Singapore has run out of options to build new developments, and it’s leading some to consider a futuristic solution that may also benefit other cities
High-rise buildings have long been the answer to population growth in the most densely packed urban cities. If you can’t build out, you build up. But even this has limits. Land-scarce Singapore has been artificially padding its territory with man-made land (a process called reclamation) since the 1960s, growing its usable area by almost a quarter in that time. This, too, has limits. Singapore is running out of shallow waters to build its new self, and in the face of prohibitive reclamation costs, a new idea has emerged: floating structures.
Who doesn’t fancy their house being built on the water or surrounded by water? If it can be realised, I think these floating developments will be a very desirable place for people to live
“I think there is no secret that Singapore, as an island city state, is aware of the long-term development restriction due to our land scarcity,” says Henry Woon, director of Atelier Ten, an environmental design consultancy firm. “The floating structures might not be the solution for all development (yet), but I can see it offering an alternative for certain types of development in the near future.”
High-rise buildings on floating bases are out of the question, and underground infrastructure, such as drainage, sewage, and electrical connections, is risky and difficult to engineer. With that said, Woon sees unique advantages to these developments. For instance, land masses could be linked together in deep waters while the marine ecosystem below remains largely undisturbed. If developers can mitigate the risks in cost effective ways and minimise environmental impacts, Woon believes these developments could see widespread support.
“Who doesn’t fancy their house being built on the water or surrounded by water?” he says, pointing to Sentosa Cove as a prime example. “If it can be realised, I think these floating developments will be a very desirable place for people to live.”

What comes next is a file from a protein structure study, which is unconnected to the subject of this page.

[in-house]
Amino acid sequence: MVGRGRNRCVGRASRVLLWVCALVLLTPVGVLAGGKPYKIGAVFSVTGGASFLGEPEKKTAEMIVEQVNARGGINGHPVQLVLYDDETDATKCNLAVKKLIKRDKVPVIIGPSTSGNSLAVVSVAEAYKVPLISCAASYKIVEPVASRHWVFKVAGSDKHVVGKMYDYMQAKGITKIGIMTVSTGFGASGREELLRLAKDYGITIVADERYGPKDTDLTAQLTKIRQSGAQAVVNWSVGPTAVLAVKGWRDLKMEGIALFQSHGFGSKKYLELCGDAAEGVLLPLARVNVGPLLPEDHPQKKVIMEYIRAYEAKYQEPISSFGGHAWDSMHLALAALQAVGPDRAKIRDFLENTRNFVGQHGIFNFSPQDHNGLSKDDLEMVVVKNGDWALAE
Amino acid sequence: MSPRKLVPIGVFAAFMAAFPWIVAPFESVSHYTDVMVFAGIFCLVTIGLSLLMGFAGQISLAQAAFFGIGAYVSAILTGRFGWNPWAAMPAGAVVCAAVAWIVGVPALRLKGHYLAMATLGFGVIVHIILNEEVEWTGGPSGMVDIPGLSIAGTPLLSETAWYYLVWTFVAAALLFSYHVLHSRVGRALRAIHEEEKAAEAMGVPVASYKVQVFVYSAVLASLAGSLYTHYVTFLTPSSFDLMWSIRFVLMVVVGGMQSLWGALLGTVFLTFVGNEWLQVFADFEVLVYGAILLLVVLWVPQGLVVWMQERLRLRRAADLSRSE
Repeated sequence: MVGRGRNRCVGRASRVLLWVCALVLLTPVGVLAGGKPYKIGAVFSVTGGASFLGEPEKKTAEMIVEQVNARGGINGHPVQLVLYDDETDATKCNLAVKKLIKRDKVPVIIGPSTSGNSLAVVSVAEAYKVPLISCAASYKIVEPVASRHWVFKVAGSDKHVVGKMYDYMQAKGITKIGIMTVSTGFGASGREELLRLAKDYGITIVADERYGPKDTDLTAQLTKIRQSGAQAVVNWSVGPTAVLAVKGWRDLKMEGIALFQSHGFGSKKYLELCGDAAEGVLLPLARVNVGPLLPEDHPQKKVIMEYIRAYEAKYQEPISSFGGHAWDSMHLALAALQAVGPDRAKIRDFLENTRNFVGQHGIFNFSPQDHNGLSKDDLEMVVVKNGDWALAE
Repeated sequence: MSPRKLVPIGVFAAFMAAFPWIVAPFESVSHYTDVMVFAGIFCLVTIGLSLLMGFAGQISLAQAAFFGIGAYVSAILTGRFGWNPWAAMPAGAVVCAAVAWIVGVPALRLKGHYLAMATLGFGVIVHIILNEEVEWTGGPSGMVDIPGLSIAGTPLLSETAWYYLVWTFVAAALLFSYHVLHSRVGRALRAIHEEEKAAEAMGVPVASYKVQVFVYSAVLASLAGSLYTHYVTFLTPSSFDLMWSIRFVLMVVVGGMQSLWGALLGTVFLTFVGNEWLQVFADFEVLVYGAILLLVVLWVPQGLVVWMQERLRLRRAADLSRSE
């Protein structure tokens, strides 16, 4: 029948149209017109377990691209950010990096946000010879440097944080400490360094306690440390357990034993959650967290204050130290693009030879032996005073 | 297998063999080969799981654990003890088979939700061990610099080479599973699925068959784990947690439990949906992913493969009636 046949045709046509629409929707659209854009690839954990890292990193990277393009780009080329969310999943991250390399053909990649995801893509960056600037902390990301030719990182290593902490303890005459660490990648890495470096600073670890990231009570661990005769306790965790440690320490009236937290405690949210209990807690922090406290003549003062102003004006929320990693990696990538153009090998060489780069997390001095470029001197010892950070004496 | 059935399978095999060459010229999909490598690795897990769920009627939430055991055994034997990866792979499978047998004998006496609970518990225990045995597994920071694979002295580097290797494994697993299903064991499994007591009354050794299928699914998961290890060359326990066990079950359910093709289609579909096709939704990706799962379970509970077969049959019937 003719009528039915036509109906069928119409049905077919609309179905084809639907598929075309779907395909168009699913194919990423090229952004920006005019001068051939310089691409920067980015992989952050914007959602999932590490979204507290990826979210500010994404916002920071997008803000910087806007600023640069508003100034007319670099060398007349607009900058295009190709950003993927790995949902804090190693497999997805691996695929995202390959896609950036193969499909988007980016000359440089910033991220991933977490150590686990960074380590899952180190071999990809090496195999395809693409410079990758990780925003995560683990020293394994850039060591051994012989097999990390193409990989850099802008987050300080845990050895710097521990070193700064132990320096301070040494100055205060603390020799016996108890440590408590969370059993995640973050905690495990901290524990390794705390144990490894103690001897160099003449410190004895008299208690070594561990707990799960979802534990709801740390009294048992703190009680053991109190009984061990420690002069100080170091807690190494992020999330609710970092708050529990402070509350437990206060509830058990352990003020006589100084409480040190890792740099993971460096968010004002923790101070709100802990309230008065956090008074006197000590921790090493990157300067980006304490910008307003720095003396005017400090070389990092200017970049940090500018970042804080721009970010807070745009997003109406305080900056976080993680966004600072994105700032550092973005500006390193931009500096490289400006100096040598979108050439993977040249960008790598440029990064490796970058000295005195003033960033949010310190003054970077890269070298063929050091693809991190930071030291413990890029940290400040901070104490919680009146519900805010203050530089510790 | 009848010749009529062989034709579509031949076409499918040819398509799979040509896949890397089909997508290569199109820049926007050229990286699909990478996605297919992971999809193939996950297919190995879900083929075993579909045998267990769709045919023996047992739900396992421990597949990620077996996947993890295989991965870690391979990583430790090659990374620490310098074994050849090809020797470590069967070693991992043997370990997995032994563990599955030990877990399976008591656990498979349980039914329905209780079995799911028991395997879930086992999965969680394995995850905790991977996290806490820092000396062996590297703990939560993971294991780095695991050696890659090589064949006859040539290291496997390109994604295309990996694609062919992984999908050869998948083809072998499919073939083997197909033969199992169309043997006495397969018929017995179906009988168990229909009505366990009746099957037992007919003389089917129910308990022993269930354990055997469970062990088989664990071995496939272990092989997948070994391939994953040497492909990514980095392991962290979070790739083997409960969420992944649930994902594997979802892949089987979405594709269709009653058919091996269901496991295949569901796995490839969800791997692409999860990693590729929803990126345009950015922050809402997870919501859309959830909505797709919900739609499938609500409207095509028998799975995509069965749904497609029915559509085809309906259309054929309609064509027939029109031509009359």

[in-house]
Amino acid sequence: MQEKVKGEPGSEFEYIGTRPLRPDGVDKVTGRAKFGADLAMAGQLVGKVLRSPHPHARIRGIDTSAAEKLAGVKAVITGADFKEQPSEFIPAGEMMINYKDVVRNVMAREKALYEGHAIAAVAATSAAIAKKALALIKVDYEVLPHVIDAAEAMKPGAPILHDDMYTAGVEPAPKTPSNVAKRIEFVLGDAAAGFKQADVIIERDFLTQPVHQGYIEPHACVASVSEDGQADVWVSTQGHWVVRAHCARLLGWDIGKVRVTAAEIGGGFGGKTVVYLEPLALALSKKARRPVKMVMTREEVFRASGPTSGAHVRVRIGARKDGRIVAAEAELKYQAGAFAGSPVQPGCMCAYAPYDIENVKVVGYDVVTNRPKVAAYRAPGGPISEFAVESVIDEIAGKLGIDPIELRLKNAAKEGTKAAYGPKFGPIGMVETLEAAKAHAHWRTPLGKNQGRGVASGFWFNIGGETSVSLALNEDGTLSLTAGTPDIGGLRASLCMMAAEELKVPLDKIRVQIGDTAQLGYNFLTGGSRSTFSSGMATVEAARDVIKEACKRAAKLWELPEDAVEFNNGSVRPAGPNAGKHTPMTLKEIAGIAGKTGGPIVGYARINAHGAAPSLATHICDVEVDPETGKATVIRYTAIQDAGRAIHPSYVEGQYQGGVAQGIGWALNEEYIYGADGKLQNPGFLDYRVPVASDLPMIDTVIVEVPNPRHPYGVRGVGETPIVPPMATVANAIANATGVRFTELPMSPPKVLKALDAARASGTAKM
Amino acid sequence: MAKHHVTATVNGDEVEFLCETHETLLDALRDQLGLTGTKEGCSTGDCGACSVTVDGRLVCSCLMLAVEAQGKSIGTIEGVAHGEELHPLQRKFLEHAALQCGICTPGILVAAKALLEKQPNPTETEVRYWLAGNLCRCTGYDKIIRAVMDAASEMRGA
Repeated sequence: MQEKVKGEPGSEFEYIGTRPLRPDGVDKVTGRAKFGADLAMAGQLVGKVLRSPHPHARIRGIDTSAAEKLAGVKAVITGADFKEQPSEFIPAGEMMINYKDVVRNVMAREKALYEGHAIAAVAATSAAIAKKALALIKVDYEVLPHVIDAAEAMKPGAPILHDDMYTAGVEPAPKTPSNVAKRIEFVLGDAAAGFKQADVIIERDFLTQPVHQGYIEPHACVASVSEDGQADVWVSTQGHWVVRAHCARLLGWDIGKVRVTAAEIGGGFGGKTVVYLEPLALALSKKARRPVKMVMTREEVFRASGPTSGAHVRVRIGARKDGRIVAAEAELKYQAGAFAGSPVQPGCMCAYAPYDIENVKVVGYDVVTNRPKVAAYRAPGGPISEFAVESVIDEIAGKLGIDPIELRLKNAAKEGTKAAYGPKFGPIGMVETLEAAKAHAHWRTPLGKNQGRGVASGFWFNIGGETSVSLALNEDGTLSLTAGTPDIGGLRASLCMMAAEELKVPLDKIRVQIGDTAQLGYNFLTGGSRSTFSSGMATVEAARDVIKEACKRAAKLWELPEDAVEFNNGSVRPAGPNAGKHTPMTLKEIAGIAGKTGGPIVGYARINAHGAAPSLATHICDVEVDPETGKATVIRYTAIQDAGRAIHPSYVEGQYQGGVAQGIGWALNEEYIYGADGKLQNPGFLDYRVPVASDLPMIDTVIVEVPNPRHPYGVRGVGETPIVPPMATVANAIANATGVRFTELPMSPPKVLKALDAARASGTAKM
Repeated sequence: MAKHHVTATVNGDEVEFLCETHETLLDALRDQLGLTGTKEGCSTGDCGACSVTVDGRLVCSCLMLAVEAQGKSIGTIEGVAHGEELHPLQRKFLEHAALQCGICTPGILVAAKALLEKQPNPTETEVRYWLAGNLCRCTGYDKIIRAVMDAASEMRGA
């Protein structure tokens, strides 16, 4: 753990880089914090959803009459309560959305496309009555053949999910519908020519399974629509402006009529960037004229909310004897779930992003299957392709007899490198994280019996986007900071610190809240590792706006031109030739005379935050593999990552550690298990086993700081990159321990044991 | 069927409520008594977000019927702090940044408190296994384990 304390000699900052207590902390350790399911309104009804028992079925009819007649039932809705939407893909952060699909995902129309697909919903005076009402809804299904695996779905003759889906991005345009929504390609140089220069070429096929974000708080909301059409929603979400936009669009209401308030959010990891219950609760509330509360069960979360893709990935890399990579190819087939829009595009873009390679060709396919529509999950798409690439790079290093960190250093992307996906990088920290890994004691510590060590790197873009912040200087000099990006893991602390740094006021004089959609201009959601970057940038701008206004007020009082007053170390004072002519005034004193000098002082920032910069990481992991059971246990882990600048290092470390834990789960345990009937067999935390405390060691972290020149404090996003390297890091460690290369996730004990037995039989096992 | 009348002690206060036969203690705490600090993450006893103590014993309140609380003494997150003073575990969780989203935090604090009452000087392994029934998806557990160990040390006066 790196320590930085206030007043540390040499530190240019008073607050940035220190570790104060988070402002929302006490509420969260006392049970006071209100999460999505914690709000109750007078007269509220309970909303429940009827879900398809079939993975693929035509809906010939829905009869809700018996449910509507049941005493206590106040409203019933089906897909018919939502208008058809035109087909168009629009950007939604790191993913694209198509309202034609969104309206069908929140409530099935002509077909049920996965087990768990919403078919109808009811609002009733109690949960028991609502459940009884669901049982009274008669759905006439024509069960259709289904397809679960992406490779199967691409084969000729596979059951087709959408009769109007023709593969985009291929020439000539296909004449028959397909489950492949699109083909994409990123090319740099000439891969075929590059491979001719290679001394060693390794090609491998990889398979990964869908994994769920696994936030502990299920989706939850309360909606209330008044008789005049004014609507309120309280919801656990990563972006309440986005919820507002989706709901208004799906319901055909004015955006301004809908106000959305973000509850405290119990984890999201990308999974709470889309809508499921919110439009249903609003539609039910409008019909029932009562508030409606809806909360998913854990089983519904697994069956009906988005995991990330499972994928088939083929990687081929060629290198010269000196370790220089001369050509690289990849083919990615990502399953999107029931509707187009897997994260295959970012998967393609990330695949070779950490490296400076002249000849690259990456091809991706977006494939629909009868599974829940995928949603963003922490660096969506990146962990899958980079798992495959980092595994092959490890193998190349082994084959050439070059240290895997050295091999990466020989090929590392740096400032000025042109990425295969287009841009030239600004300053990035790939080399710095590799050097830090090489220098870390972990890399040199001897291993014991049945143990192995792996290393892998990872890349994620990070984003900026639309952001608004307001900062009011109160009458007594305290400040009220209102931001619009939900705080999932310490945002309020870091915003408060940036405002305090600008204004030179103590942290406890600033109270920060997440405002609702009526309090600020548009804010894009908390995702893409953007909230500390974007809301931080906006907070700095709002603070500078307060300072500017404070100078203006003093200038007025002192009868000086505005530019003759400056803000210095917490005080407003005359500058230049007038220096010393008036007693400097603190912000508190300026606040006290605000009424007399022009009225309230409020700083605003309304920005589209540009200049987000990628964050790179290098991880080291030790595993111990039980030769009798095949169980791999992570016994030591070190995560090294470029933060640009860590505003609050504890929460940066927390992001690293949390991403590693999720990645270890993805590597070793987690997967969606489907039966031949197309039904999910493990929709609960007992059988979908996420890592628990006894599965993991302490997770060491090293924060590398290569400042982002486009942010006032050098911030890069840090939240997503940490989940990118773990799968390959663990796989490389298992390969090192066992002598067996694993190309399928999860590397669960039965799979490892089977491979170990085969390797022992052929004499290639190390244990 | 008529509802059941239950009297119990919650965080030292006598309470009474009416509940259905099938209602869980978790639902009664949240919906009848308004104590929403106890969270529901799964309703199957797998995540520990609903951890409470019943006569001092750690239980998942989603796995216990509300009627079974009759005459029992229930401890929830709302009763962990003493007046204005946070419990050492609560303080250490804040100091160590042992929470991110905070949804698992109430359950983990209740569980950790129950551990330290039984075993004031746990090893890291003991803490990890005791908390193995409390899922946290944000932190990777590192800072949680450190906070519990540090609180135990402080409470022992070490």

With 193 kilometres of coastline and relative protection from natural disasters, Singapore is an ideal environment to test the viability of these structures. Experts say we can expect to see early iterations tackle industrial uses, such as floating bridges or oil storage centres, before moving to hospitals, schools or prisons. The rest of Asia might not be far behind. Capitals like Jakarta, Manila, and Bangkok are staring down the barrel at rising water levels that threaten to displace millions of residents as early as 2050, according to architectural firm BIG and non-profit company Oceanix.
“The challenges facing these and other cities are daunting, but not insurmountable,” says UN deputy secretary-general Amina Mohammed in a statement after the first-ever UN round-table discussion on the topic in April. “We will, however, need new tools and approaches to address the challenges we will face in the coming decades. And Sustainable Floating Cities give us an opportunity to reimagine how we build, live, work, and play.”
Navigating Malaysia’s real estate maze in the age of rising rates
Rising interest rates and housing affordability concerns weigh on Malaysia’s property market amidst a weaker growth outlook
From slump to stability: Is china’s housing market on the road to recovery?
China’s housing market finally recorded growth in the first quarter. But market analysts say it’s too soon to talk of a recovery despite positive signs
Mongolia’s capital at a crossroads: Ulaanbaatar’s rapid growth sparks urban planning dilemmas
Ulaanbaatar’s housing boom has exposed planning deficiencies within unprecedented growth
Meet the dynamic duo putting waste to work in Indonesia
Indonesian entrepreneurs Ovy Sabrina and Novita Tan have made a meaningful mark with their firm Rebricks